Forbes Magazine

Wednesday, April 14, 1999

Is feminism finished?

By Jennifer Roback Morse
Forbes Magazine

"RATIONALIZATION IS MORE IMPORTANT than sex. Have you ever gone two weeks without a rationalization?"

Feminist excuses for the inexcusable Bill Clinton keep bringing this line from The Big Chill to mind. The gap between the reality of the current feminist leadership and its image of itself has widened to the point of being comical.

Feminism is not a movement of radical youth. It is not a noble coalition of embattled idealists, boldly carrying the flag through the dangerous waters of male chauvinism. No doubt, the self-proclaimed champions of American women enjoy thinking of themselves as caped crusaders, flying through society, defending women from every manner of injury and insult. But just because they find that pose gratifying is no reason the rest of us should humor them.

What, then, is feminism? It is the ideological veil for a political special interest group. This group is able to influence the outcomes of elections and legislative deliberations, and to generate patronage political appointments for its members and pork barrel projects for its constituents. The unprincipled behavior of the establishment feminists makes perfect sense when viewed in this light.

Feminism's success relies in no small part on the time-honored political expedient of patronage jobs.

What principle could enable the National Organization for Women to continue to support a President who is certainly as much a sexual harasser as Clarence Thomas? None. But this President provided NOW with appointments like Norma Cantu in the Department of Education, who places the most expansive interpretation on definitions of discrimination and harassment. These expansive definitions, in turn, create numerous opportunities for feminist attorneys to generate cases and earn legal fees. NOW, in essence, is in the business of supporting feminist ambulance-chasing. Clinton signs legislation that creates jobs in rape crisis centers, battered women's shelters and sensitivity-training centers. In short, he provides pork barrel projects.

The label "women's groups" has never been particularly accurate in describing feminist organizations like NOW. There are simply too many American women who do not and cannot associate themselves with its objectives. But by a clever trick of political labeling, feminists manage to position themselves as representatives of half the population, with all the clout and moral capital that such a designation entails.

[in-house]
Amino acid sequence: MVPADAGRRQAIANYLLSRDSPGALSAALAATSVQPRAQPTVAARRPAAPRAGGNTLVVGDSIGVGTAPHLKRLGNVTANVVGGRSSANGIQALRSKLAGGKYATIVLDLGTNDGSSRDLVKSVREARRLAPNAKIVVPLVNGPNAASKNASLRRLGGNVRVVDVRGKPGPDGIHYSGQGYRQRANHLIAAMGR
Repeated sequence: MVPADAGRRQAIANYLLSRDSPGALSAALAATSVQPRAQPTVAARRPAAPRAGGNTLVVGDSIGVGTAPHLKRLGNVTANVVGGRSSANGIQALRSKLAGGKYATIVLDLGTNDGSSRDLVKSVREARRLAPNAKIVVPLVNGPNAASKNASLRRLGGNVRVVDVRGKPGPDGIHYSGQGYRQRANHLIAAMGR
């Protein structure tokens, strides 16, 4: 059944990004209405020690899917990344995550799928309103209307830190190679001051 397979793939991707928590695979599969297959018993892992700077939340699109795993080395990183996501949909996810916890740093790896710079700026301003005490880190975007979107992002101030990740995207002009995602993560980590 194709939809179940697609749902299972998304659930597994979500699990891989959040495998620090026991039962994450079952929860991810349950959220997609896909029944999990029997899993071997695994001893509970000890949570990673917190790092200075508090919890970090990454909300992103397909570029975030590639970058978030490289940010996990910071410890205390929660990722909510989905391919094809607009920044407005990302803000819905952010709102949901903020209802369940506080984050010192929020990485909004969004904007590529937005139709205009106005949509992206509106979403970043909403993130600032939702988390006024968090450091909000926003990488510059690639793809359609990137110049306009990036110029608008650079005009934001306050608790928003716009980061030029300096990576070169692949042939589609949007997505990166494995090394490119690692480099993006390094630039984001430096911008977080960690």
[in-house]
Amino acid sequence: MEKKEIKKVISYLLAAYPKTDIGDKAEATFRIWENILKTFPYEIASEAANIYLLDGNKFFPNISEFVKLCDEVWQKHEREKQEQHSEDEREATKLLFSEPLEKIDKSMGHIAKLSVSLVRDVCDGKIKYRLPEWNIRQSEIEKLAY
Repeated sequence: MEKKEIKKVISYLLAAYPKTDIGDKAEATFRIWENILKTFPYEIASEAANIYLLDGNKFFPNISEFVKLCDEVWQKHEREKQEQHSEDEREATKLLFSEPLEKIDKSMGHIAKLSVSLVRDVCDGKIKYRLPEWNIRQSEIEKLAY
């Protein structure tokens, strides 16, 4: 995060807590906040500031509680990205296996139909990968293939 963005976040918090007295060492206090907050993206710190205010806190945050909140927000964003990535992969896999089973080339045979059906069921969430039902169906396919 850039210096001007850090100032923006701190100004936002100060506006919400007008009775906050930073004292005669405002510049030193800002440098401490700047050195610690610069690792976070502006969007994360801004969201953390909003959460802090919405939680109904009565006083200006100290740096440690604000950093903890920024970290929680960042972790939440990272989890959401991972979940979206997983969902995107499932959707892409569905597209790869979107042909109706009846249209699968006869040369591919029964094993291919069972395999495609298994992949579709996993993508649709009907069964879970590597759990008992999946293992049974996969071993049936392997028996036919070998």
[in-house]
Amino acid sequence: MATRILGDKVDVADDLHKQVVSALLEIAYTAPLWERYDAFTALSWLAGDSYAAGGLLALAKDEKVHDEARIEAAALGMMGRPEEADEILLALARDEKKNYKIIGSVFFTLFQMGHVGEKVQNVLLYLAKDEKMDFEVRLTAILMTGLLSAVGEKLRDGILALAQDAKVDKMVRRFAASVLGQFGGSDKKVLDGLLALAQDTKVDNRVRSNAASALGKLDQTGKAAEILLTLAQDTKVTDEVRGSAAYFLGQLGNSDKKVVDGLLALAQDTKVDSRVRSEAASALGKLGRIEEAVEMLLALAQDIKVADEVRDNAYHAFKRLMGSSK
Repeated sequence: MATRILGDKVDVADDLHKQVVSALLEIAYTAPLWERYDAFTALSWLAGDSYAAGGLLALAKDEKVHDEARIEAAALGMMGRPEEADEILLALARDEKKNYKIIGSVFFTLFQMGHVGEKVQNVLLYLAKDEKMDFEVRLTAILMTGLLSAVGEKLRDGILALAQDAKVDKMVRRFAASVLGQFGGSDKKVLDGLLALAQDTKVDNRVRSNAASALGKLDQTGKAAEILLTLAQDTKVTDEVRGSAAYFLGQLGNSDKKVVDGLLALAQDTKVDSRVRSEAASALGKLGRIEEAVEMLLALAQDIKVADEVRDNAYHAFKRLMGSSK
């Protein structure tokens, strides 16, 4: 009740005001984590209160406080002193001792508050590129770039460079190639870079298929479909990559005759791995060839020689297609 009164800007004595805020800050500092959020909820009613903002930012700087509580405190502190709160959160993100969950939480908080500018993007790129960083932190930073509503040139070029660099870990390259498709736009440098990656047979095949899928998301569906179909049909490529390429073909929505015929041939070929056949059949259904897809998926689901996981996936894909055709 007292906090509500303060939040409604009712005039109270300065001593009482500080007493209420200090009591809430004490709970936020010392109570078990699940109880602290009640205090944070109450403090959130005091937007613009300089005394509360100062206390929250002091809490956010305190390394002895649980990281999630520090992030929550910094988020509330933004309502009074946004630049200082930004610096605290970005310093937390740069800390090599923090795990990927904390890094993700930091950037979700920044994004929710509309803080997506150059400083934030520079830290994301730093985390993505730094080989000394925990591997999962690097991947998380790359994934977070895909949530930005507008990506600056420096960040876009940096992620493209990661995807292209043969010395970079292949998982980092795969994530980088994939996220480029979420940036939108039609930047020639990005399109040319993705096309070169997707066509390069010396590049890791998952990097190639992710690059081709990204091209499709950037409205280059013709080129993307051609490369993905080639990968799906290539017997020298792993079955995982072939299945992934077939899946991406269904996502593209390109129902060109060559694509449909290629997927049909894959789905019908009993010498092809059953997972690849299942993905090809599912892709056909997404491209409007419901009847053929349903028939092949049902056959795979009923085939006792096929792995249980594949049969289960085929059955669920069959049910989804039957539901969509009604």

Exploiting this moral capital, radical feminists have enjoyed remarkable success in entrenching themselves in American society. Their success relies in no small part on the time-honored political expedient of patronage jobs. A small army of people depends upon feminism in some fashion for its livelihood. Some professional feminists are deeply committed to feminism in its most radical form. Virtually every university in America houses some of them in women's studies departments. The expansive but vague civil rights laws have created a flock of "diversity consultants" and "sensitivity trainers" to protect corporations from lawsuits. Some of these people's commitment to radical feminism probably goes no deeper than their mortgage payments. No matter. Generating a class of people who depend on the movement for their livelihood is a measure of the success of a political movement.

Don't get me wrong: Feminists have as much right to participate in the political process as anyone else. They have a right to organize politically, to try to elect candidates and to get their share of federal pork. My only gripe is that they pose as moral crusaders, whose motives are above question. In my view, their proposals are entitled to an ordinary hearing, not a privileged hearing.

We would all do ourselves a favor by taking a more hard-nosed look at the arguments and the behavior of the self-appointed spokeswomen for American women. Imagine, for instance, if the press treated feminists with the same scrutiny with which they treat other special interest groups, like the National Rifle Association or the tobacco lobby. Why not ask feminists the pointed questions they ask of businesses? When reporting on discrimination cases, don't just reprint the plaintiffs' press release. Ask how much the attorney stands to collect in fees.

Feminism as a moral force is finished. Its leadership's disgraceful defense of the President assures that. All that remains is the feminist establishment.

Jennifer Roback Morse is a Research Fellow at the Hoover Institution. E-mail:

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